Between the years of 1946 and 1964, families in the U.S. were having a lot of children—76 million to be exact. People who were born in this time period are generally referred to as “baby boomers.” Today, the oldest baby boomers are over the age of 70, with all baby boomers turning 65 or older … Continue reading Getting Younger As We Age: Could a Diabetes Drug Help?
You may hear the word “hypertension” a lot: in a medical clinic, on the news and in passing conversation. If you’ve ever wondered what it really means, read on. Simply put, hypertension means high blood pressure, a condition that people of all ages, races and ethnicities can develop. Blood pressure is the measurement of blood … Continue reading Spotlight On: Hypertension
This week, there’s been nonstop media coverage of the massive wildfires in California—including the Mendocino Complex fire, now considered the largest fire in state history. In California alone, more than 13,000 firefighters are battling flames that have scorched more than 600,000 acres. The U.S. is not the only country experiencing an uptick in catastrophic fire … Continue reading Cardiovascular Consequences of Wildfires and Climate Change
An estimated 610,000 people in the U.S. die from heart disease each year. One common cause of heart disease is the narrowing of blood vessels due to the buildup of fatty deposits (plaque). Many factors—including eating a lot of fatty foods—can lead to plaque buildup in blood vessels. Your liver processes excess fat by packaging … Continue reading The Fat-blocking Powers of Fiber
By the year 2030, an estimated 70 million people in the U.S.—about 20 percent of the total population—will be older than 65. Going forward, this number is only expected to rise due to a combination of declining birth rates and increased life expectancy. A well-known witticism is “Age is an issue of mind over matter. … Continue reading Did You Know?: A Muscle May Increase Pneumonia in Older People
Each year, scientists who study physiology and other biomedical research fields—including anatomy, biochemistry, pathology and pharmacology—gather at the Experimental Biology (EB) meeting. Scientific meetings such as EB provide a platform to present and learn about new and cutting-edge research and form collaborations with colleagues that can lead to advances in science and medicine. This year’s … Continue reading Meditation, Stress and Mental Fatigue: Research from Experimental Biology 2018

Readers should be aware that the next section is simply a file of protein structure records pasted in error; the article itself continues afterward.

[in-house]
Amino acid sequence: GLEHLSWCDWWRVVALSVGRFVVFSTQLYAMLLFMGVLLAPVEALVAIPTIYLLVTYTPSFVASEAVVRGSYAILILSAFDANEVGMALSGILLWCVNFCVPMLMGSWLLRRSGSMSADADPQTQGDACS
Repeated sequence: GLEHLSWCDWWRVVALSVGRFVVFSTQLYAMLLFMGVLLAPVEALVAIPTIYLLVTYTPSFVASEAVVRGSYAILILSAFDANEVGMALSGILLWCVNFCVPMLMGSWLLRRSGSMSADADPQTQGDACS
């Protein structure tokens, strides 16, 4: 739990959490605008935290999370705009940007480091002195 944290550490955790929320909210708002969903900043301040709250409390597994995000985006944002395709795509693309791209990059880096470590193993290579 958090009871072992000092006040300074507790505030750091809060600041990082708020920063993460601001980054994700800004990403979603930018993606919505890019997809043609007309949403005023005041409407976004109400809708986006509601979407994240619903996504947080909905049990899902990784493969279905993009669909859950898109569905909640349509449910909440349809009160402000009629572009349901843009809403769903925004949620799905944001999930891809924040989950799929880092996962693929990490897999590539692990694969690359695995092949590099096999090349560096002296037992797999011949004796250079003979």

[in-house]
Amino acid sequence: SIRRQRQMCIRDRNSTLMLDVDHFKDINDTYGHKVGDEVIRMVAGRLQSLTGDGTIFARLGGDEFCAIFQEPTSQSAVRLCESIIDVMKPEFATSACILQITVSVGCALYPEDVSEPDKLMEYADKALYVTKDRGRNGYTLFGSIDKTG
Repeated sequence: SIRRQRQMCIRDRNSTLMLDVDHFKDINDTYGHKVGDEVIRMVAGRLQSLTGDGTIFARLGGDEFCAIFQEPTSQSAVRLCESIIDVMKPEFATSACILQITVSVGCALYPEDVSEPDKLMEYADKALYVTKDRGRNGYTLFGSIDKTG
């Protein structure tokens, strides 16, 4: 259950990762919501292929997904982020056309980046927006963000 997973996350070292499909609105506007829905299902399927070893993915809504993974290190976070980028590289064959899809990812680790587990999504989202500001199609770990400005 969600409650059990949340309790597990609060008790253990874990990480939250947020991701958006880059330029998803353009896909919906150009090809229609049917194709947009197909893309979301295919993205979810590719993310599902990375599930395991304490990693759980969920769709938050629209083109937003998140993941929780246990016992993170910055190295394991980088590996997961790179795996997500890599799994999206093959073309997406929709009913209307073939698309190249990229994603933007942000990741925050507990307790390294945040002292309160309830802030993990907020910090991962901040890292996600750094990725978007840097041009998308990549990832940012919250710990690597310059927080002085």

High blood pressure has been coined the “silent killer” because it has no symptoms, which causes many people to go undiagnosed. A blood pressure reading that stays high for long periods of time is called hypertension. It’s one of the leading risk factors for heart disease. In addition to being silent, hypertension is also unequal—rates … Continue reading Hypertension: Silent and Unequal
If you’ve ever volunteered or worked in a hospital, nursing home or laboratory, you may remember having a tuberculosis (TB) skin test. But did you fully understand what TB is and why the tests are necessary? Though TB may not seem to be a major health concern in the U.S., this cunning disease remains a … Continue reading Spotlight On: Tuberculosis
Growing up, I enjoyed spending time in my grandmother’s kitchen. Her cooking usually involved an array of colorful spices, including a generous mix of curry powder in nearly every Indian recipe. You can’t mistake the tantalizing smell—cooking with this yellow-tinted powder can fill a room quite quickly. But it appears that there is much more … Continue reading Curcumin, the Golden Spice
About 35 million adults in the U.S. may develop high blood pressure because of negative events that happened to them during childhood. Researchers are exploring how an event you experience when you’re a kid can cause high blood pressure as an adult. About 35 million children in the U.S. experience early-life stress (ELS). ELS is … Continue reading Childhood Stress + Immune Overactivity = High Blood Pressure in Adulthood?